Cystitis - urinary tract infection (UTI)
Interstitial Cystitis (IC) is one of many urinary diseases. Cystitis is an inflammation or infection of the urinary bladder. When caused by germs, it's called a urinary tract infection (UTI). UTIs can be painful and annoying. They can also become a serious health problem if they spread to infect your kidneys. Antibacterial, diuretic, and anti-inflammatory herbs are often used to treat cystitis.
Your urinary system is composed of your kidneys, ureters, bladder and urethra. All play a role in removing waste from your body. Your kidneys, a pair of bean-shaped organs in your upper-posterior abdomen, filter waste from your blood. Tubes called ureters carry urine from your kidneys to the bladder, where it is stored until it exits your body through the urethra. A urinary tract infection can begin when bacteria enter the urinary tract through the urethra and then begin to multiply.
The usual treatment is with antibiotics. You can
take a number of steps to help prevent a bladder
Some people are more likely than are others to develop
bladder infections or recurrent urinary tract infections. Women are one
such group. A key reason is anatomy. Women have a shorter urethra than men
have, which cuts down on the distance bacteria must travel to reach the
Some people are more likely than are others to develop bladder infections or recurrent urinary tract infections. Women are one such group. A key reason is anatomy. Women have a shorter urethra than men have, which cuts down on the distance bacteria must travel to reach the bladder.
Women who are sexually active tend to have more UTIs because sexual intercourse can result in bacteria being pushed into the urethra. Women who use diaphragms for birth control also may be at higher risk. Hormonal changes during pregnancy may increase the risk of a bladder infection as well.
Other risk factors in both men and women include anything that impedes the flow of urine, such as an enlarged prostate or a stone in the bladder. Changes in the immune system, which can occur with conditions such as diabetes, also can increase the risk of UTIs. So can the prolonged use of bladder catheters, which may be needed in people with chronic illnesses or in older adults.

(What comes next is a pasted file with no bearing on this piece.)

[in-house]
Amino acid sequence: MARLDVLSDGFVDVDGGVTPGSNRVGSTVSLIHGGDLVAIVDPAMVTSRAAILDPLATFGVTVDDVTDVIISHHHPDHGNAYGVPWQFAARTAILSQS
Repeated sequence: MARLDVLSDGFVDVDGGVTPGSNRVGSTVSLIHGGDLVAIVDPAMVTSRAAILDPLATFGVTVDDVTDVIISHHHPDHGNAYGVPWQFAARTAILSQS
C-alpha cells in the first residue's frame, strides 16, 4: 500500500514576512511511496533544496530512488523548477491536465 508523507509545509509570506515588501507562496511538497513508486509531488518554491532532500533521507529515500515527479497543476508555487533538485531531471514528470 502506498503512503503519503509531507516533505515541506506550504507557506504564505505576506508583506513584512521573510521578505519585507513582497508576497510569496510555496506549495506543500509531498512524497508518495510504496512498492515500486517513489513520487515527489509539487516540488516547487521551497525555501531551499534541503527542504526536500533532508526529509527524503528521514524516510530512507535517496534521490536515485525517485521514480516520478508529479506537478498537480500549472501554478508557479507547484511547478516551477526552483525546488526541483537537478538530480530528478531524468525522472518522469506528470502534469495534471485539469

Research funded by the National Institutes of Health suggests that a woman's blood type may play a role in her risk of recurrent infections of the bladder and urinary tract. Bacteria may be able to attach to cells in the urinary tract more easily in those with certain blood factors. But more research is needed to determine whether an association exists and whether it could be useful in identifying people at risk of recurrent infection.
Screening and diagnosis
If you have any symptoms of a bladder infection, talk to your doctor as soon as possible. If your doctor suspects you have a bladder infection, he or she may ask for a urine sample to determine whether bacteria, blood or pus is in your urine.
When treated promptly and properly, UTIs rarely lead to complications. But left untreated, a urinary tract infection can become something more serious than a set of uncomfortable symptoms.
An untreated bladder infection can lead to potentially serious complications, such as a kidney infection (pyelonephritis), which could be associated with a bacterial bloodstream infection (bacteremia). Also, kidney infections may permanently damage your kidneys. Young children and older adults are at the greatest risk of kidney damage due to bladder infections because their symptoms are often overlooked or mistaken for other conditions.